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Uber data breach 'raises huge concerns' for UK watchdog

Covering up a massive data breach could lead to higher fines, says the UK Information Commissioner's Office.

Uber failed to tell the UK's data regulator whether UK citizens were affected by last year's data breach. 
Ian Knighton

The UK's data protection watchdog is set to flag down Uber over an enormous data breach hidden for more than a year.

"Uber's announcement about a concealed data breach last October raises huge concerns around its data protection policies and ethics", said the Information Commissioner's Office. "If UK citizens were affected then we should have been notified". Concealing a breach can result in higher fines for companies that lose data, the statement added.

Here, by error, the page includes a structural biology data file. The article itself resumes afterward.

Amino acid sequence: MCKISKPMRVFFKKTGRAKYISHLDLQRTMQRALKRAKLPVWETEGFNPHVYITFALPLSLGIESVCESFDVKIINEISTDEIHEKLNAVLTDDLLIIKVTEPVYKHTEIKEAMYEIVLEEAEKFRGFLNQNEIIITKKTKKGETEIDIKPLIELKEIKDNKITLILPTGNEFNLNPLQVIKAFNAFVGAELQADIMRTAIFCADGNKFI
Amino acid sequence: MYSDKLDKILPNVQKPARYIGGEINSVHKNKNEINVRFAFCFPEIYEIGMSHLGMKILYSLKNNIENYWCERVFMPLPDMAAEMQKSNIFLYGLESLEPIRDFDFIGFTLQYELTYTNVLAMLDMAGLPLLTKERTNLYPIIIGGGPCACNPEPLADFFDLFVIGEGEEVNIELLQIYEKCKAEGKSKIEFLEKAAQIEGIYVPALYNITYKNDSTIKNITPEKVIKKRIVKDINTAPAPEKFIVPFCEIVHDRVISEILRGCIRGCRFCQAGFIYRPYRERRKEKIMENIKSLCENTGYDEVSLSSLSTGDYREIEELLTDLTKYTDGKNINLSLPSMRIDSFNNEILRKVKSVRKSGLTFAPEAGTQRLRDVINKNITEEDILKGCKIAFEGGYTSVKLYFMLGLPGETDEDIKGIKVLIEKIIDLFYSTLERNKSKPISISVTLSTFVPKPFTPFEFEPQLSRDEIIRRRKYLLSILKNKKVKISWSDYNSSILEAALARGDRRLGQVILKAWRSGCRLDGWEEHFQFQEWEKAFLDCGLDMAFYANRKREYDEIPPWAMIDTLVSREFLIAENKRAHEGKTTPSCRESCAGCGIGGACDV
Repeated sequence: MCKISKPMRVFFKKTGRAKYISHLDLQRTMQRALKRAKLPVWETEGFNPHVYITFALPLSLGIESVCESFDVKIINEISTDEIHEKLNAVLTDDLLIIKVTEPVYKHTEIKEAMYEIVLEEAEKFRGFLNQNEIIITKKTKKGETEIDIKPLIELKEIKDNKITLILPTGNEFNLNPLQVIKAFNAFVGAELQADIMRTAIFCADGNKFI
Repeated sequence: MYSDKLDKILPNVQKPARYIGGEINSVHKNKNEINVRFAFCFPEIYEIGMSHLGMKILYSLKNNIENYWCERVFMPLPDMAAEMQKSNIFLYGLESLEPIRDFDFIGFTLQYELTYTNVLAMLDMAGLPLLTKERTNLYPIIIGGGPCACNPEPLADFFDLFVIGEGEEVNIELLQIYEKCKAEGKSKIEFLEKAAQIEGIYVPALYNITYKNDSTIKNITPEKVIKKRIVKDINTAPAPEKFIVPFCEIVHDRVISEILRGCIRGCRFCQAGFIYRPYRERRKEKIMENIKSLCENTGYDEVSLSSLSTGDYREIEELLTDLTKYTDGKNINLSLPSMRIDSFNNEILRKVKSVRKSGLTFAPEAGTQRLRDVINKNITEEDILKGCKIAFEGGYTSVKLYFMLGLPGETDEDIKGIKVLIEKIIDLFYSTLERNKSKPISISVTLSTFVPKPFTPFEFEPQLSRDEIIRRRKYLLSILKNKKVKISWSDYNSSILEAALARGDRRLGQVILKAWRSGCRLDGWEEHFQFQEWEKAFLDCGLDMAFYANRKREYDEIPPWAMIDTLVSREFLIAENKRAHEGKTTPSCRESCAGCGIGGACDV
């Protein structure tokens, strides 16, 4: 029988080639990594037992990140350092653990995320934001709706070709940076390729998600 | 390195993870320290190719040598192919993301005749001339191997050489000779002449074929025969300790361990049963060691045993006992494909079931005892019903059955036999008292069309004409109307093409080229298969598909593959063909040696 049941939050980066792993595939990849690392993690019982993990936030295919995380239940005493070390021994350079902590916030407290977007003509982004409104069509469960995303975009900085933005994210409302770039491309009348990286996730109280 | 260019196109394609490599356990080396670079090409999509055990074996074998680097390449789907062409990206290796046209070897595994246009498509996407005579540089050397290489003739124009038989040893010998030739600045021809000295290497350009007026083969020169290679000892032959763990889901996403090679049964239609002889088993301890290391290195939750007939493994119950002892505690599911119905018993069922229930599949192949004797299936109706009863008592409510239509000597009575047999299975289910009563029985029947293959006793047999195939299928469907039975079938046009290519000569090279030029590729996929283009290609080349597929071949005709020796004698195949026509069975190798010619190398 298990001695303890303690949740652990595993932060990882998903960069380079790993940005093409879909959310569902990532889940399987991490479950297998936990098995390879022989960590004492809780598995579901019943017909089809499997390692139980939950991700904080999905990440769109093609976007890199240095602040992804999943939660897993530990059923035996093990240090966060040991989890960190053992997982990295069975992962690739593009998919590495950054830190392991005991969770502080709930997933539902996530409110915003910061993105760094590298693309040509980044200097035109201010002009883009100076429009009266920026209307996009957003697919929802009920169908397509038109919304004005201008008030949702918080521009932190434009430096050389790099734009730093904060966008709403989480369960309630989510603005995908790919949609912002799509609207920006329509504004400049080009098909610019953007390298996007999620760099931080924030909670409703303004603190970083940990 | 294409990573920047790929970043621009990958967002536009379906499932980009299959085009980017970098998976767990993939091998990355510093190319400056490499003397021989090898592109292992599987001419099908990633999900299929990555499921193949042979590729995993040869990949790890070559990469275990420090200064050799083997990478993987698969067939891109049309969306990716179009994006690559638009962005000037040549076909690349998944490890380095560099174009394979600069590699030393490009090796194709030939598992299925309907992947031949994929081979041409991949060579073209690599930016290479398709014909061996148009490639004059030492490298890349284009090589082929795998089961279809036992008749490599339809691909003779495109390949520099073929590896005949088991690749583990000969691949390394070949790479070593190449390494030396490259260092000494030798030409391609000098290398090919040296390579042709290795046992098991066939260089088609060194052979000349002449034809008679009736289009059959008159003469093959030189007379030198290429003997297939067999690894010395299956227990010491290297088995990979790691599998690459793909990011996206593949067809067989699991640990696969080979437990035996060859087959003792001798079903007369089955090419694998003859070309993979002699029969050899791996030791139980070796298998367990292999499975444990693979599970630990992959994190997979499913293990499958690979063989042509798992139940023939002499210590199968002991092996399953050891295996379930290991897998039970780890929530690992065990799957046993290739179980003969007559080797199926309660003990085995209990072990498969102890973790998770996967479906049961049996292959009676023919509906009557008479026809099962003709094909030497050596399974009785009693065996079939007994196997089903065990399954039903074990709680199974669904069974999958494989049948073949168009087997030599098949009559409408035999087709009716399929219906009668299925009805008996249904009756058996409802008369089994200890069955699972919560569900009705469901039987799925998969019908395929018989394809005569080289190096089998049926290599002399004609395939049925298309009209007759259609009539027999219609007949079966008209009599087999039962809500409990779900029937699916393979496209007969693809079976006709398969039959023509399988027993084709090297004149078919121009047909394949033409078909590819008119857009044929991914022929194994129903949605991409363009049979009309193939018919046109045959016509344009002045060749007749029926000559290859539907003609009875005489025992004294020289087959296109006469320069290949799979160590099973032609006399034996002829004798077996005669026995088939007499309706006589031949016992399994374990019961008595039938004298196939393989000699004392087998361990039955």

As well as failing to protect customer data, Uber acknowledged that it paid off hackers to cover up the breach. The ride-hailing company said Tuesday it paid $100,000 (around £75,000) for the unidentified hackers to delete names, email addresses and driver's licence numbers of up to 57 million customers and drivers worldwide.

It's the latest controversy for Uber, which has also faced scrutiny over a corporate culture of harassment, its record on sexual assaults and its attitude toward employment rights. The service is currently embroiled in a legal dispute in London, where the transit authority opted not to renew the company's licence earlier this fall.

Uber didn't immediately respond to a request for comment.